Then-Washington State Sen. Don Benton, R-Vancouver, speaks at the first Patriot Prayer rally in Esther Short Park October 2016.

A lawsuit against Clark County from a former department head, state senator and now head of the U.S. Selective Service System has new claims accusing the county of violating due process and First Amendment rights in 2016.

The lawsuit, initially filed in December 2016, alleges that former Washington State Sen. Don Benton was ultimately fired from his position as director of the now-defunct Clark County Department of Environmental Services in part due to his “alleging financial wrongdoing” and retaliation against him for those allegations. The department was dissolved in May 2016 by then-county manager Mark McCauley, who himself was fired in 2017 — the county has been under the direction of current county manager Shawn Henessee since late July 2018.

The suit names Benton as well as two others, Susan Rice and Christopher Clifford, then-employees of the now-defunct department, as plaintiffs against the county.

The suit alleges improper behavior on the part of McCauley who the suit characterizes as interfering with Benton’s management of his department and verbally abusing Benton at times. 

According to the lawsuit, a few weeks before the dissolution of his department, Benton filed a whistleblower complaint against McCauley, accusing McCauley of, among other claims, violating hiring and firing practices found in the county’s charter, misusing funds, violating the Open Public Meetings Act and interfering with Benton’s handling of his department.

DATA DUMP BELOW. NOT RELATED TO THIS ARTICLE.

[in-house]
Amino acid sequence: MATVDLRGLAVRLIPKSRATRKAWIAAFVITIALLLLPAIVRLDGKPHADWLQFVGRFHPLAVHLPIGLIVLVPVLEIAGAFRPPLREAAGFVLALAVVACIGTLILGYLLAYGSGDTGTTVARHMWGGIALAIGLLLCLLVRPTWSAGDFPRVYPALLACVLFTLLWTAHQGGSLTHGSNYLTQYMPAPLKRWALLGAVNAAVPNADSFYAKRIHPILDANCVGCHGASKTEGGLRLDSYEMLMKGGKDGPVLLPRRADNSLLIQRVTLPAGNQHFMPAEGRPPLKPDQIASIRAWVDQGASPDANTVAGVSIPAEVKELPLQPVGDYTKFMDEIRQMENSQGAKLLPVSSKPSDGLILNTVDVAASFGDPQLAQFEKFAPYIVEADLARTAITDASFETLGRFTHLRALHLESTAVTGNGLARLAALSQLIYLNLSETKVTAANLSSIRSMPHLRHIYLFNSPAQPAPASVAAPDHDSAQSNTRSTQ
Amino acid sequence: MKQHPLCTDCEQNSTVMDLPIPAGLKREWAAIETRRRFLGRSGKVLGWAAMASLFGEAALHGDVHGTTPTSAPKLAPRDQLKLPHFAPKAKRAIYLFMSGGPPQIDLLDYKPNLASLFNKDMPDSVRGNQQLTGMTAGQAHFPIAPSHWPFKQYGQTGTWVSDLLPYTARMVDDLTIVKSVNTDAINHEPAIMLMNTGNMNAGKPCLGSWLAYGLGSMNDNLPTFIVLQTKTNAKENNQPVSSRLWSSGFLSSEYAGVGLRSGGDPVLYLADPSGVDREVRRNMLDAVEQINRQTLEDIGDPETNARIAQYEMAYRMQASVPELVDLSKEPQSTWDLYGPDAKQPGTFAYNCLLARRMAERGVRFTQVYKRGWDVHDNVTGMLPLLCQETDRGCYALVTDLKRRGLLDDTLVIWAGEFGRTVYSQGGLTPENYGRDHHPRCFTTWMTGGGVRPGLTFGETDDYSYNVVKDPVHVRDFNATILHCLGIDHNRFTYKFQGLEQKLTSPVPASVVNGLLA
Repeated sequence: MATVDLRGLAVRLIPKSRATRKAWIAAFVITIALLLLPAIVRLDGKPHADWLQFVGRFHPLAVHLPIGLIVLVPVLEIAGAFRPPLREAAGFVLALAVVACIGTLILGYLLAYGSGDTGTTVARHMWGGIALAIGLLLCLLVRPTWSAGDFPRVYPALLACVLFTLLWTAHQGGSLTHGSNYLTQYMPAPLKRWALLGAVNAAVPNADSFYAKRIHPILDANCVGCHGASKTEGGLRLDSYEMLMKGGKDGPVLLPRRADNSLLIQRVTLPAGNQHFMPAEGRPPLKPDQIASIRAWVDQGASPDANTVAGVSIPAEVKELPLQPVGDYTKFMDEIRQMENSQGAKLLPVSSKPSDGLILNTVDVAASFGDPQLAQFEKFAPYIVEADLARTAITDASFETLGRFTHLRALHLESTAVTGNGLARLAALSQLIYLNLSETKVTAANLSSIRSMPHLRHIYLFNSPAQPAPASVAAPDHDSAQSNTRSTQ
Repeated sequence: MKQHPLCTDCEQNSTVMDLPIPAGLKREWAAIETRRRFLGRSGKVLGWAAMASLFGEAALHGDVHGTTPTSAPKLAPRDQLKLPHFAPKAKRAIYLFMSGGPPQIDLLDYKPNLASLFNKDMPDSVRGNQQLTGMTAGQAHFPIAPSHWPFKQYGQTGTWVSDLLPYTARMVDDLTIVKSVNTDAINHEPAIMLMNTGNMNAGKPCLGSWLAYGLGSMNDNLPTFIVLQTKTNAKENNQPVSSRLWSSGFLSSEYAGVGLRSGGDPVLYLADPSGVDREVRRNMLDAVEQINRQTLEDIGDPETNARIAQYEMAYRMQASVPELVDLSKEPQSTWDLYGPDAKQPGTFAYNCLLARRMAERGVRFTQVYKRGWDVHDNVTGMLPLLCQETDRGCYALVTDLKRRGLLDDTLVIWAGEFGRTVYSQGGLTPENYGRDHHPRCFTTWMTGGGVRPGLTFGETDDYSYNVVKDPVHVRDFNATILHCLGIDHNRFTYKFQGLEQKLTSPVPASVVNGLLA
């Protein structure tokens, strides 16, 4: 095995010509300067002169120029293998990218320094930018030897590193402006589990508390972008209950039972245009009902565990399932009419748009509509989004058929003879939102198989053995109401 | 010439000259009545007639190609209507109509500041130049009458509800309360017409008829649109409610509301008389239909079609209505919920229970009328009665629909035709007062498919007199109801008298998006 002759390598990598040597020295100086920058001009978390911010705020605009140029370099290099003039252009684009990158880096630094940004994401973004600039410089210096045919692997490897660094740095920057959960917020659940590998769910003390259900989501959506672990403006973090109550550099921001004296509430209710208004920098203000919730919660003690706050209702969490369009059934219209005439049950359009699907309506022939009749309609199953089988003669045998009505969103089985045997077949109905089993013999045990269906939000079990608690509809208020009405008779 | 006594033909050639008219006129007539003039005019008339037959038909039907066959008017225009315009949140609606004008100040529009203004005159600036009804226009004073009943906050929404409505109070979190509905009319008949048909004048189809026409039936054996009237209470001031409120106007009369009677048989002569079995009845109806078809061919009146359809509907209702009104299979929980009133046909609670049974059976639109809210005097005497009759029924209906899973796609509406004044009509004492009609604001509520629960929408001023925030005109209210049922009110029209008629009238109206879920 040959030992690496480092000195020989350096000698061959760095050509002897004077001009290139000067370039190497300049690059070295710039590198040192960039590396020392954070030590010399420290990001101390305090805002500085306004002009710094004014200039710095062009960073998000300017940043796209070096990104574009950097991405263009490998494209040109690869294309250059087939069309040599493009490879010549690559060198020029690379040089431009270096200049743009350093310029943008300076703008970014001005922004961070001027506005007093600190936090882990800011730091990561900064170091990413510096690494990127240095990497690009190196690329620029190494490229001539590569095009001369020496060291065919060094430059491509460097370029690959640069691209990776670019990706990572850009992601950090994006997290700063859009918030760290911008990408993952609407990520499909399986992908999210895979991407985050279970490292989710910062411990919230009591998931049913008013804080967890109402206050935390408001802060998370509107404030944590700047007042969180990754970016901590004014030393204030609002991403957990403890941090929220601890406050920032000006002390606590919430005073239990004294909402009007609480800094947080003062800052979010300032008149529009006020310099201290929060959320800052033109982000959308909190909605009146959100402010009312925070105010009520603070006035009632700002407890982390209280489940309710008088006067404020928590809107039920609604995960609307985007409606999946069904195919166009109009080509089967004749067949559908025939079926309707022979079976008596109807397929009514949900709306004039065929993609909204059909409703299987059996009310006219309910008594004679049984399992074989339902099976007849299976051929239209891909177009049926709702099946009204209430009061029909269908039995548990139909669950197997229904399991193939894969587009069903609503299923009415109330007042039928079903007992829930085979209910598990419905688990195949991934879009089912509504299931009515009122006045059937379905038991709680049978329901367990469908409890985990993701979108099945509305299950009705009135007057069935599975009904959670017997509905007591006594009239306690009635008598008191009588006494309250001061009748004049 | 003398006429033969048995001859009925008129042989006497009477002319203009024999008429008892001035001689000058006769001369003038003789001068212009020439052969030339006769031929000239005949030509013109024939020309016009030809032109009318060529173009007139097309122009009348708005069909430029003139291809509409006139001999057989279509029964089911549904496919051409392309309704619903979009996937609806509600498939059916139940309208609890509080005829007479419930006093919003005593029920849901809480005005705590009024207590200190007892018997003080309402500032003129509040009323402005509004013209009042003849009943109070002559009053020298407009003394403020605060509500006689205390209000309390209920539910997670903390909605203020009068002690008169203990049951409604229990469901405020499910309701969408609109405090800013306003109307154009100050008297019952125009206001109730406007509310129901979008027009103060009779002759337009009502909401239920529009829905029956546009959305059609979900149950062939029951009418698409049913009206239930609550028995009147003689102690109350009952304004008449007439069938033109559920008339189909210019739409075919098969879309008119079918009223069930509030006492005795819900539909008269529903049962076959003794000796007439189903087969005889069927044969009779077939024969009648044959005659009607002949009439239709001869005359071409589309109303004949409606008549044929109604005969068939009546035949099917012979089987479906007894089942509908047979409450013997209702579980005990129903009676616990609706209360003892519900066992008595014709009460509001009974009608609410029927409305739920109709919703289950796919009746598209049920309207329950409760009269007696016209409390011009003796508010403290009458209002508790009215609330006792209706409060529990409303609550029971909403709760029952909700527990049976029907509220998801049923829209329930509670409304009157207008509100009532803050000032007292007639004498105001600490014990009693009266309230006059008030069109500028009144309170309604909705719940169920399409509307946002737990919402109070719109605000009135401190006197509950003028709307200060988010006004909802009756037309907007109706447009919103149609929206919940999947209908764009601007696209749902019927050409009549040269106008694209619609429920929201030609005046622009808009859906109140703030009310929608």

On May 11, 2016, Benton was given notice of his termination, according to the lawsuit, which alleges that the action was retaliation for Benton speaking out against McCauley and his perceived violations. 

Apart from past claims of negligence and violating county policies, the amended complaint also alleges the county violated the First Amendment rights of Benton’s co-plaintiffs, Rice and Clifford. The complaint argues that the two had reported “intimidating behavior” at the hands of McCauley to their supervisors, which allegedly was a motivational factor in the county’s decision to fire them.

The amended complaint also argues that because Rice and Clifford had “property interests in their employment” they were entitled to due process before McCauley’s decision to dissolve the department they work for.

Clark County Chief Civil Prosecuting Attorney Emily Sheldrick provided a brief statement on the lawsuit, stating that, “The County continues to maintain that there is no merit to plaintiffs’ claims.”

In a call with The Reflector, Benton said the amended complaint would further boost his argument that he felt was already a “slam dunk.”

“It strengthens an already very strong claim against retaliatory firing,” Benton said.

According to the state court database a trial is set for April 2020. Benton felt that continuing onto trial would best serve the intent behind the suit, rather than taking a settlement.

“It will be an opportunity to expose the massive amount of impropriety and illegal activities that were occurring in the county management at that time,” Benton said.

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(1) comment


Hilarious that someone who was "hired" without any experience in the field and without the job being opened to worthy candidates is now suing the county for "violating hiring and firing practices found in the county’s charter". This guy is a parasite on the county's buttocks...

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